Toastmasters - Collected Wisdom

These are summaries of the collected wisdom of contributors to a Toastamsters newsgroup which operated between 1995 and 2008 and ToastmastersPrime, a Google group which commenced in 2008. This is not an official Toastmasters site, but is an edited collection of posts from the newsgroup and the Google group. These groups provide an unofficial means of communicating for an enthusiastic group of Toastmasters from throughout the world.

Monday, December 11, 2006

Project 4: How to say it - topic ideas

In January 2001, TRH was looking for ideas to do "Work with Words" speech 6 in the C and L - this is project 4, "How to say it" in the 2003 manual.

Susan advised:
#1: Talk about somewhere you went on vacation ... that allows you to describe things and scenery and people, with vivid and descriptive words
#2: Talk about your career or occupation ... which would allow you to use the "jargon" of your industry.
#3: Talk about 2 or 3 "sayings" or "aphorisms" on a specific theme ... and do some analysis of what they mean, and how they came about. e.g. if the theme was time, you could use "a stitch in time saves nine", "the time of your life", "time waits for no man".

Moira added:

A speech describing a holiday/work trip to an exotic destination provides a good opportunity to introduce some new words.

I have spoken on specific words which I have found repulsive or attractive or particularly descriptive, together with a general treatise on the power of specific words. I have also done a speech on the joy of being in love with words.
This is your opportunity to use other people's words in support of points you are making.

From Gene: If your occupation is technical, you might try explaining it in layman's terms, REAL layman's terms.
Mine was entitled "What Computer People Do".
Take a field that uses lots of complicated or mysterious-sounding terms and explain it simply.

When Ed had the same problem in August 2002

Joy offered: Think of something to tell about where you can use a lot of descriptive terms.
For instance, I'm working on a speech called "A Fair for all Senses". It's about my recent visit to a county fair, and all the things there were to see, hear, smell, taste, and touch.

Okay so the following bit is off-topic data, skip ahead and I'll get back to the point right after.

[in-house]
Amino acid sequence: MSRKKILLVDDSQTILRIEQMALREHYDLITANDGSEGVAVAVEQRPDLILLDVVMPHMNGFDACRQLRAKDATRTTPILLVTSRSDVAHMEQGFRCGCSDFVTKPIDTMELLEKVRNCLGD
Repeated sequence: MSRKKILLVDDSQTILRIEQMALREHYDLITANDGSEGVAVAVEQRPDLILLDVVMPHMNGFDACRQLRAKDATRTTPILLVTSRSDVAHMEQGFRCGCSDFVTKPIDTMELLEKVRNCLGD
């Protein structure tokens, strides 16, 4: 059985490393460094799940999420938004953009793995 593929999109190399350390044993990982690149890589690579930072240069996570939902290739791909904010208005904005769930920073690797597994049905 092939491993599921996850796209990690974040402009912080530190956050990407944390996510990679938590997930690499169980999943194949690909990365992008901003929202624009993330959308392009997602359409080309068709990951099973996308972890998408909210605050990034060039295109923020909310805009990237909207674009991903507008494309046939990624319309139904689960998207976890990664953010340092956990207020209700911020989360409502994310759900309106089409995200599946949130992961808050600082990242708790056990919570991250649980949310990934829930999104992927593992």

Ruth thought "You could do a speech focusing on words."
For example, one friend talked about grammar and it actually was interesting. I'm doing this speech on Faith Popcorn's Dictionary of the Future, describing words that Popcorn believes are in our future--like the job description of "web gardener")

You could do a speech about your job or hobby--all have their own sets of "jargon."

John contributed this thought:

Whatever speech you give for assignment 6 should build on the previous assignments and stretch the way you use words.

Go through it. Is the colour blue mentioned. Would azure be more relevant? Or is the blue you had in mind a more pastel variation? Is it azure or cobalt or navy. All shades of blue, each introducing a picture in the listeners mind that takes them far further in the direction you want to go than blue ever could.

Write your speech then when you reread it look for words that be upgraded to tell a story of their own.

Use a thesaurus - not to find bigger words, but more descriptive ones.

Ledema chose to do #6 on poetry. She explained how she became interested in it and then shared some lines from a number of different poems she had read.

In the conclusion, she suggested that they too might get "Hooked on Poetry" (her speech title) and then passed out a small book of poetry she had just finished.